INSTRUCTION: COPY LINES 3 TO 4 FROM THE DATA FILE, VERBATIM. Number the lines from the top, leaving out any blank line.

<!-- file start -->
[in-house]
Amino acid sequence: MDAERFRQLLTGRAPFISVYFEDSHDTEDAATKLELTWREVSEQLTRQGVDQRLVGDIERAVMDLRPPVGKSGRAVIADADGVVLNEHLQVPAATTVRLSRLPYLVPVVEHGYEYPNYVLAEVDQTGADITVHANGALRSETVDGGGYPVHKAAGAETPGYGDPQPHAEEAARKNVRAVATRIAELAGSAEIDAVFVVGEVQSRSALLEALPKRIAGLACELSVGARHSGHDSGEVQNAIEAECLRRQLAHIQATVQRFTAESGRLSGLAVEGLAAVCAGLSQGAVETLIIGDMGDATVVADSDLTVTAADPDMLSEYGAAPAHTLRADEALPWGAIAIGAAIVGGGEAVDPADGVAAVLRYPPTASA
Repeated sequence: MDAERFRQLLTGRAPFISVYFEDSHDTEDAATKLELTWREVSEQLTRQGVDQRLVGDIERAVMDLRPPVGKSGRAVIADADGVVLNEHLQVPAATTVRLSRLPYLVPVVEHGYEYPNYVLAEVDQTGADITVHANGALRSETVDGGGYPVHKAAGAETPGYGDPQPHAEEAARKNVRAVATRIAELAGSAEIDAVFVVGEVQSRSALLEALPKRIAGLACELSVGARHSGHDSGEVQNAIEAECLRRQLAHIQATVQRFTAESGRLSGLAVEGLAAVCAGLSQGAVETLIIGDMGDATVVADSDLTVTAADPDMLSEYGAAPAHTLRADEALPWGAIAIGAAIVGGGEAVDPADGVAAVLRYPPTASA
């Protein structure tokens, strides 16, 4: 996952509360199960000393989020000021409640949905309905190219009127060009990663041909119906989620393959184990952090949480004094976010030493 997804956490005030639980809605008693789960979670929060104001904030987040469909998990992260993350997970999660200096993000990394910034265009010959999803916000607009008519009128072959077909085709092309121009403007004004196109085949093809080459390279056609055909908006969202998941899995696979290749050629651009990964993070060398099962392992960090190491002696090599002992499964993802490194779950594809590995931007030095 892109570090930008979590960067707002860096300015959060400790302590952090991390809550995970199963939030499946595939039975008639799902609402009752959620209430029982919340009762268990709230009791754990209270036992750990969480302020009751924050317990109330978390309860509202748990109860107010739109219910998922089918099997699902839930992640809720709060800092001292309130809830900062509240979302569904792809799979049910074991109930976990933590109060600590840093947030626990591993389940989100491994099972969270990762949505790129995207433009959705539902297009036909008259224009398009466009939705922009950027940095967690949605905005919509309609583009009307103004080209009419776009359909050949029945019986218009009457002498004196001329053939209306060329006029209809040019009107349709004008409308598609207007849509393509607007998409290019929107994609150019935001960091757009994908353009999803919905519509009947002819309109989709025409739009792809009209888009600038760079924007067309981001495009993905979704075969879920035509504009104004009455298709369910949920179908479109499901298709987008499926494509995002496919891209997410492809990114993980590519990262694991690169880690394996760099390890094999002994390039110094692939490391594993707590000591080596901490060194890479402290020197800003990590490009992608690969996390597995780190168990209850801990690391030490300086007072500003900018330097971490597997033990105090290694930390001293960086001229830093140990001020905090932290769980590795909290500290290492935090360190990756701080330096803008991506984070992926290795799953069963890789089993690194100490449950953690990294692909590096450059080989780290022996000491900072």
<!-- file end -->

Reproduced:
Repeated sequence: MDAERFRQLLTGRAPFISVYFEDSHDTEDAATKLELTWREVSEQLTRQGVDQRLVGDIERAVMDLRPPVGKSGRAVIADADGVVLNEHLQVPAATTVRLSRLPYLVPVVEHGYEYPNYVLAEVDQTGADITVHANGALRSETVDGGGYPVHKAAGAETPGYGDPQPHAEEAARKNVRAVATRIAELAGSAEIDAVFVVGEVQSRSALLEALPKRIAGLACELSVGARHSGHDSGEVQNAIEAECLRRQLAHIQATVQRFTAESGRLSGLAVEGLAAVCAGLSQGAVETLIIGDMGDATVVADSDLTVTAADPDMLSEYGAAPAHTLRADEALPWGAIAIGAAIVGGGEAVDPADGVAAVLRYPPTASA
């Protein structure tokens, strides 16, 4: 996952509360199960000393989020000021409640949905309905190219009127060009990663041909119906989620393959184990952090949480004094976010030493 997804956490005030639980809605008693789960979670929060104001904030987040469909998990992260993350997970999660200096993000990394910034265009010959999803916000607009008519009128072959077909085709092309121009403007004004196109085949093809080459390279056609055909908006969202998941899995696979290749050629651009990964993070060398099962392992960090190491002696090599002992499964993802490194779950594809590995931007030095 892109570090930008979590960067707002860096300015959060400790302590952090991390809550995970199963939030499946595939039975008639799902609402009752959620209430029982919340009762268990709230009791754990209270036992750990969480302020009751924050317990109330978390309860509202748990109860107010739109219910998922089918099997699902839930992640809720709060800092001292309130809830900062509240979302569904792809799979049910074991109930976990933590109060600590840093947030626990591993389940989100491994099972969270990762949505790129995207433009959705539902297009036909008259224009398009466009939705922009950027940095967690949605905005919509309609583009009307103004080209009419776009359909050949029945019986218009009457002498004196001329053939209306060329006029209809040019009107349709004008409308598609207007849509393509607007998409290019929107994609150019935001960091757009994908353009999803919905519509009947002819309109989709025409739009792809009209888009600038760079924007067309981001495009993905979704075969879920035509504009104004009455298709369910949920179908479109499901298709987008499926494509995002496919891209997410492809990114993980590519990262694991690169880690394996760099390890094999002994390039110094692939490391594993707590000591080596901490060194890479402290020197800003990590490009992608690969996390597995780190168990209850801990690391030490300086007072500003900018330097971490597997033990105090290694930390001293960086001229830093140990001020905090932290769980590795909290500290290492935090360190990756701080330096803008991506984070992926290795799953069963890789089993690194100490449950953690990294692909590096450059080989780290022996000491900072």